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fatal(3) [centos man page]

Fatal(3)						User Contributed Perl Documentation						  Fatal(3)

Fatal - Replace functions with equivalents which succeed or die SYNOPSIS
use Fatal qw(open close); open(my $fh, "<", $filename); # No need to check errors! use File::Copy qw(move); use Fatal qw(move); move($file1, $file2); # No need to check errors! sub juggle { . . . } Fatal->import('juggle'); BEST PRACTICE
Fatal has been obsoleted by the new autodie pragma. Please use autodie in preference to "Fatal". autodie supports lexical scoping, throws real exception objects, and provides much nicer error messages. The use of ":void" with Fatal is discouraged. DESCRIPTION
"Fatal" provides a way to conveniently replace functions which normally return a false value when they fail with equivalents which raise exceptions if they are not successful. This lets you use these functions without having to test their return values explicitly on each call. Exceptions can be caught using "eval{}". See perlfunc and perlvar for details. The do-or-die equivalents are set up simply by calling Fatal's "import" routine, passing it the names of the functions to be replaced. You may wrap both user-defined functions and overridable CORE operators (except "exec", "system", "print", or any other built-in that cannot be expressed via prototypes) in this way. If the symbol ":void" appears in the import list, then functions named later in that import list raise an exception only when these are called in void context--that is, when their return values are ignored. For example use Fatal qw/:void open close/; # properly checked, so no exception raised on error if (not open(my $fh, '<', '/bogotic') { warn "Can't open /bogotic: $!"; } # not checked, so error raises an exception close FH; The use of ":void" is discouraged, as it can result in exceptions not being thrown if you accidentally call a method without void context. Use autodie instead if you need to be able to disable autodying/Fatal behaviour for a small block of code. DIAGNOSTICS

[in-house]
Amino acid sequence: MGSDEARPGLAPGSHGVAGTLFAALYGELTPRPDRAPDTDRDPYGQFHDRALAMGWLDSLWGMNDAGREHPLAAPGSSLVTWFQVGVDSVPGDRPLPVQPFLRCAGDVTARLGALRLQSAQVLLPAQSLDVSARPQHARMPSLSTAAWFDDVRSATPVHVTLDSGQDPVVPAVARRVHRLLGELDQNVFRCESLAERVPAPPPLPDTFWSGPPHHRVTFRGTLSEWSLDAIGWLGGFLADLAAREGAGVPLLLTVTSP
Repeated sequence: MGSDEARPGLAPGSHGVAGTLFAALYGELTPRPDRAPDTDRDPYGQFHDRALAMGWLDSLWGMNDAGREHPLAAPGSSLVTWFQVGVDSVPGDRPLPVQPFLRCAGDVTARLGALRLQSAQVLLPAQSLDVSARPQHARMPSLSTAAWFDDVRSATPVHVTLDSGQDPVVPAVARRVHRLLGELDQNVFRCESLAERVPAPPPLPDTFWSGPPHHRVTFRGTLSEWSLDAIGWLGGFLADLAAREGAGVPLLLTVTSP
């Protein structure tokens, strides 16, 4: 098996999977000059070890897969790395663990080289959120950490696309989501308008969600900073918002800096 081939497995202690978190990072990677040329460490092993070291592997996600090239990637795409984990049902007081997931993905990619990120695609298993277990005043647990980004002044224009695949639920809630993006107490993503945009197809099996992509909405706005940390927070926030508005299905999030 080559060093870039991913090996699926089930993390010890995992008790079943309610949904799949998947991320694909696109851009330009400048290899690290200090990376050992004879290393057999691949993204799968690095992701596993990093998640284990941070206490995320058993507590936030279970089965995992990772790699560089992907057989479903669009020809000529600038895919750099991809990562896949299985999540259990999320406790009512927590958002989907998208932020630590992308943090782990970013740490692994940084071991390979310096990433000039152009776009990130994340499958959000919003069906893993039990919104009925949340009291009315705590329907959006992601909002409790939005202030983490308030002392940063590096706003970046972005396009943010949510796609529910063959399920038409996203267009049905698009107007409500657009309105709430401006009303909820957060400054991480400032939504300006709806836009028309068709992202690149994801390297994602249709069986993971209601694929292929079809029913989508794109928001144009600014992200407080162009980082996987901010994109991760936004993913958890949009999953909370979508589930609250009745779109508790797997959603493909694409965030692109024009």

Bad subroutine name for Fatal: %s You've called "Fatal" with an argument that doesn't look like a subroutine name, nor a switch that this version of Fatal understands. %s is not a Perl subroutine You've asked "Fatal" to try and replace a subroutine which does not exist, or has not yet been defined. %s is neither a builtin, nor a Perl subroutine You've asked "Fatal" to replace a subroutine, but it's not a Perl built-in, and "Fatal" couldn't find it as a regular subroutine. It either doesn't exist or has not yet been defined. Cannot make the non-overridable %s fatal You've tried to use "Fatal" on a Perl built-in that can't be overridden, such as "print" or "system", which means that "Fatal" can't help you, although some other modules might. See the "SEE ALSO" section of this documentation. Internal error: %s You've found a bug in "Fatal". Please report it using the "perlbug" command. BUGS
"Fatal" clobbers the context in which a function is called and always makes it a scalar context, except when the ":void" tag is used. This problem does not exist in autodie. "Used only once" warnings can be generated when "autodie" or "Fatal" is used with package filehandles (eg, "FILE"). It's strongly recommended you use scalar filehandles instead. AUTHOR
Original module by Lionel Cons (CERN). Prototype updates by Ilya Zakharevich <>. autodie support, bugfixes, extended diagnostics, "system" support, and major overhauling by Paul Fenwick <> LICENSE
This module is free software, you may distribute it under the same terms as Perl itself. SEE ALSO
autodie for a nicer way to use lexical Fatal. IPC::System::Simple for a similar idea for calls to "system()" and backticks. perl v5.16.3 2013-02-22 Fatal(3)
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